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  • E=mc2 and why the Nazis lost WWII…

    SkyHarbor, 2014/05/09 

    A remarkable docudrama by NOVA about Albert Einstein and his ‘annus mirabilis’ of 1905 and the insights which led to E = mc2. But don’t miss the story of Lise Meitner, Otto Hahn and the first splitting of the Uranium atom (ie: nuclear fission) in 1938. After that discovery, any competent physicist could see the huge implications. It was this that triggered the famous letter to Franklin Roosevelt and the “Manhattan Project” which produced the world’s first atomic bombs.

    Dr. Meitner was an Austrian Jew and was able to get out of Germany (to Holland and later Sweden) in time to avoid internment. Einstein (also a Jew) had left ‘Der Fätherland’ in 1933 soon after Hitler had assumed the Chancellorship.

    What Germany realised too late was that it was those very JEWISH chemists and physicists whom the Nazis had hounded out of Europe who later provided much of the fundamental knowledge which helped America and the Allies win WWII so decisively in 1945.

    Lise Meitner was not awarded the 1944 Nobel Prise for Chemistry along with Hahn, though she had clearly merited the honour. Such was the fate of female scientists in those days. They were rarely taken seriously. But Meitner accepted the slight with remarkably good grace:

    “Surely Hahn fully deserved the Nobel Prize in chemistry. There is really no doubt about it. But I believe that Otto Robert Frisch and I contributed something not insignificant to the clarification of the process of uranium fission – how it originates and that it produces so much energy, and that was something very remote from Hahn. For this reason I find it a bit unjust that in newspapers I was called a Mitarbeiterin [co-worker] of Hahn’s in the same sense that Strassman was.” — Prof. Dr. Lise Meitner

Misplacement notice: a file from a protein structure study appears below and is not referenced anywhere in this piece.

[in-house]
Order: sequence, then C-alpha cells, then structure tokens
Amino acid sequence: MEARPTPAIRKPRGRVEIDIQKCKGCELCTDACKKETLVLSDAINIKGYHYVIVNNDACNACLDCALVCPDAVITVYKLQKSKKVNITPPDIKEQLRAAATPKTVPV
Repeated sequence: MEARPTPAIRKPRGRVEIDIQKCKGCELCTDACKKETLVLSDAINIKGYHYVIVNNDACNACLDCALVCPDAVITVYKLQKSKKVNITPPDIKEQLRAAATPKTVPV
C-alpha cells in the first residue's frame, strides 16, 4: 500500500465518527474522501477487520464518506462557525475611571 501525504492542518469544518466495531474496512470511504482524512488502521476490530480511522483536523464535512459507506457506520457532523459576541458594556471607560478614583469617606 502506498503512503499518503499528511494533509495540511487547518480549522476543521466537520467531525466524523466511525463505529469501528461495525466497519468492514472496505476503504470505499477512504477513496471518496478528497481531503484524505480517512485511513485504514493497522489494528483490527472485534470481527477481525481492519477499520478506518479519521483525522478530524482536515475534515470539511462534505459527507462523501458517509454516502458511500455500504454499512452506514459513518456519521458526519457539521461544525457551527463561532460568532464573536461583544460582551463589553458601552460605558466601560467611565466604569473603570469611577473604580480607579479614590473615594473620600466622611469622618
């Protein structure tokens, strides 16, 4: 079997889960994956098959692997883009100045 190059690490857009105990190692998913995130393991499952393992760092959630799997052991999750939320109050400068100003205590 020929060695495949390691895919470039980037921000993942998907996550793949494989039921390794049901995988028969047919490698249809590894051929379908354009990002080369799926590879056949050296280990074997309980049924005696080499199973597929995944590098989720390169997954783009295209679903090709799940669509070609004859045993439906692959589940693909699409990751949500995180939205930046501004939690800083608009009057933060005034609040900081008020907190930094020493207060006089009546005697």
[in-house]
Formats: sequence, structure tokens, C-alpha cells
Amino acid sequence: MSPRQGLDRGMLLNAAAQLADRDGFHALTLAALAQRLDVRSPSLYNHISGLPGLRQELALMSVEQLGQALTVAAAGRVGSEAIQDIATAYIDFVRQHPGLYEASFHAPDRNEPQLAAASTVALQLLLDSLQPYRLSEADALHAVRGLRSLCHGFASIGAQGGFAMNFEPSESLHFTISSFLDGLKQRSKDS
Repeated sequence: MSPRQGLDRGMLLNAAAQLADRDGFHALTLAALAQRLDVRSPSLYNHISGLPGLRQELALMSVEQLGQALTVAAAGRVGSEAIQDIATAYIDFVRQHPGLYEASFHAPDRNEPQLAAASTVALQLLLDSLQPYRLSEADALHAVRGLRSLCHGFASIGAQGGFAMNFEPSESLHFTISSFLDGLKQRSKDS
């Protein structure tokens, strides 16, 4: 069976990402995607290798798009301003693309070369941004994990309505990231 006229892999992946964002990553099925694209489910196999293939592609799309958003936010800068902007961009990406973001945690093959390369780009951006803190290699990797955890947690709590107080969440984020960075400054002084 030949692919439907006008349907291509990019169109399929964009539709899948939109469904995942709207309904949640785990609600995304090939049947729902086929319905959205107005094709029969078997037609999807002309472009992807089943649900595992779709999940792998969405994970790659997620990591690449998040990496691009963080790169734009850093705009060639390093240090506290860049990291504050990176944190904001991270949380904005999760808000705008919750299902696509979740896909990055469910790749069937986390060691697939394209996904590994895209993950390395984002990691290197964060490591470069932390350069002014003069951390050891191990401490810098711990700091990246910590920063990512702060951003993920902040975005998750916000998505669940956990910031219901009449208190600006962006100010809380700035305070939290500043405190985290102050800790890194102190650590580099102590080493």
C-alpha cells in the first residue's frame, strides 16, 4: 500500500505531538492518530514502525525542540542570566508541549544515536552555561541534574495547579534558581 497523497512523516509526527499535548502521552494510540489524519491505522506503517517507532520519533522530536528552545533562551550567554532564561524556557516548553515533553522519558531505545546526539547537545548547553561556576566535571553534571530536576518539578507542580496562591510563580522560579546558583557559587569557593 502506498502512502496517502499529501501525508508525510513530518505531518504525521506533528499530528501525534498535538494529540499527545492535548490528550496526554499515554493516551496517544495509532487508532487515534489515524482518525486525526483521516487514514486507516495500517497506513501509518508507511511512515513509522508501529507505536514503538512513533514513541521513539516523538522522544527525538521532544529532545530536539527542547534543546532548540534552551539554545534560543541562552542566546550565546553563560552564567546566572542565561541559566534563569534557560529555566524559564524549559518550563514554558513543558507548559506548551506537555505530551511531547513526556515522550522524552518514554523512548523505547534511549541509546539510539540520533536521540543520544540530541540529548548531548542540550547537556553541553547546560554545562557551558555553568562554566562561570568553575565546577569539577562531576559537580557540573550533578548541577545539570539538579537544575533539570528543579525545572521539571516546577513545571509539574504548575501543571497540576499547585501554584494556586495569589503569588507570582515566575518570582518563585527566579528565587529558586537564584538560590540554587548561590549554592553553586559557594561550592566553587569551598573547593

source: Wikipedia: Otto Hahn

    Very much worth your time IMHO.

    Narrated by John Lithgow. In addition to Albert Einstein we meet:
    Michael Faraday and James Maxwell
    Antoine de Lavoisier and Mme. Lavoisier
    Émilie du Châtelet
    Otto Hahn and Lise Meitner

    All of whom contributed to the ideas that culminated with Einstein…


    1. SkyHarbor wrote,

      While in the Einstein ‘stacks’ at YouTube, I happened upon the film “Einstein and Eddington” which you may recall discussing at some length a few years back (Einstein, Eddington, War and Gravity…).

      The NOVA program very nicely shows the predecessors and background to Einstein’s Special Theory of Relativity. Here’s Big Al’s original paper:
      ‘On the Electrodynamics of Moving Bodies’ by A. Einstein (1905) [PDF]
      It’s really not that bad, and contains Einstein’s derivation of E = mc2.

      The General Theory is considerably more dense, but for the ambitious, here ’tis:
      Einstein’s ‘The General Theory of Relativity’ (1916) [PDF]

      General Relativity IS dense, but gives us a whole new theory of gravity with a new vision of spacetime as curved and warpable in the presence of mass.

      The times were fraught. The General Theory was completed against the horrendous backdrop of the First World War. Both Britain and Germany thought in terms of ‘English science’ or ‘German science’ and even communication between English and German scientists was discouraged or illegal. Both Einstein and Eddington were pacifists (Eddington was a devout Quaker)… so they eventually found a way. Here’s the film:

      “Space tells objects how to move.
      Objects tell space what shape to be.”
      – David Tennant as Arthur Eddington. Perhaps the most succinct explication of general relativity ever uttered…

      Comment on 2014/05/09 @ 2:17 pm

    2. SkyHarbor wrote,

      Robert Oppenheimer and the Day After Trinity:

      Outstanding documentary on J. R. Oppenheimer and the development of the Atomic Bomb – and aftermath… told by the actual principle actors themselves…

      Comment on 2014/05/10 @ 4:04 am

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